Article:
Anyone had a home birth with SPD/ Sciatica/ severe back pain in pregnancy(14 Posts)
I am booked for a home birth but I am suffering complete and utter hell with my back. I am fearful that if my midwife finds out I will be refused a home birth.
From researching on the internet, I think that a homebirth would be the best option. It will stop me being tempted to have an epidural and I will have access to a birth pool, and it will be less stressful than being in hospital.
You can't be refused a homebirth. What are they going to do, take you to the hospital in handcuffs?
Tell them what you want to do and it is up to them to provide the care. If they have weeks of notice then staffing issues is their management problem, not yours. They may try to persuade you out but it is still ultimately your choice.
Make sure you ask them for any medical reasons why they wouldn't recommend it and say you will give it some thought and make an informed decision.
Also, if you haven't already done so join homebirth.org.uk
I had SPD in pregnancy and had a homebirth. As Snowlight says they can't refuse you one. The only time they try and persuade you to go to hospital is if you or the baby's safety would be compromised which isn't the case with back pain.
BTW I had a waterbirth...was bliss , well as much as giving birth can be
I have v bad SPD and am planning a home waterbirth. My mw has said the only concern she has having a home waterbirth with me is the actual process of getting in and out of the pool - do you think you could manage it?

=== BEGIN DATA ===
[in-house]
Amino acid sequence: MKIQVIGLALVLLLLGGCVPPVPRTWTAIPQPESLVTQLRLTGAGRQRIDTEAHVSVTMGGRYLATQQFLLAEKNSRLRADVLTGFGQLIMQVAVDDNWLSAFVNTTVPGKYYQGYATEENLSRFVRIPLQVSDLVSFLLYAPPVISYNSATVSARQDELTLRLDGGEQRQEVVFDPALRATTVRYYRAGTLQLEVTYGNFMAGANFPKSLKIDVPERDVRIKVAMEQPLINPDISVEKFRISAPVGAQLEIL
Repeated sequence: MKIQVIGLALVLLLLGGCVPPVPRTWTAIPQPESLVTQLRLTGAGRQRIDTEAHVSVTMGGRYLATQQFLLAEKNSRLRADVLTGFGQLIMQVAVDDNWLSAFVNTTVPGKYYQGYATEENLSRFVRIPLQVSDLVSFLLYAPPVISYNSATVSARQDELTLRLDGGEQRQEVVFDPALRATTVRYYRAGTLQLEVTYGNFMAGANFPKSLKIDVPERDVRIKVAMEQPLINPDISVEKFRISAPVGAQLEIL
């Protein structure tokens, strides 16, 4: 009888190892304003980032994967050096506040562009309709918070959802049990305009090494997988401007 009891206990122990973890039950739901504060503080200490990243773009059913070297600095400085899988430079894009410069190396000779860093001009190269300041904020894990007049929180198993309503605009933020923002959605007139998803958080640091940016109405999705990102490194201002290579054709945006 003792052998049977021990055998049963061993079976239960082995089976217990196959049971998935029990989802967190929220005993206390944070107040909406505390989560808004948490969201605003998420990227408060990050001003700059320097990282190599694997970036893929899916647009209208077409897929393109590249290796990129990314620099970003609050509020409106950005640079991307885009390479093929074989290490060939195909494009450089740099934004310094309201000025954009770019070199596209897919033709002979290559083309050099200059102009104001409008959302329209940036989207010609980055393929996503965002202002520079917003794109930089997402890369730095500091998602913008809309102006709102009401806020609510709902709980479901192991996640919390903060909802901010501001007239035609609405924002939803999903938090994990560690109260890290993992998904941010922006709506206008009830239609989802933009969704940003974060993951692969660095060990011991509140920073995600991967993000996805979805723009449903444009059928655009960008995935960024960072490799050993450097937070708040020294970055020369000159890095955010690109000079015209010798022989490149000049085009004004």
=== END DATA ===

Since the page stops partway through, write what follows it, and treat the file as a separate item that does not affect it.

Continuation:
I don't know if my back problems are quite that severe, although I am only 31 weeks. Its bad enough for me to find walking difficult, but not impossible. The hardest thing at the moment is the sheer pain. Still I do worry what I will be like in 9 weeks time.
My mother and husband will be with me and I am I sure they would help me out of the pool. I am only planning on using the pool for the first stage and I will do the second stage on land.
I didn't have a home birth, but had sciatica throughout the last few weeks of my second pregnancy. I have got to be honest and say that I was desperate to get into hospital to get a bit of pain relief, not from the labour but from the sciatica.
captainpeacock, did the sciatica disappear after the birth of your baby. I had an epidural with my son and it was bliss, but I am nervous about having a needle inserted into my very poorly back.
Did you get to see an obstetic physio? What birthing positions did you choose? With my son I gave birth kneeling. I find it agony lying on my back.
I had bad SPD and have had 2 homebirths, fortunately my labours are quite quick, I had both of them on our bed, most of the labour I was in the foetal position curled up with the gas and air and only went onto my back for the final pushes which was my choice, I wasn't asked to be in any position by the MWs.
TBH the SPD was the last thing on my mind once the labour pains kick in and I was so lucky it goes practically the minute the baby is out.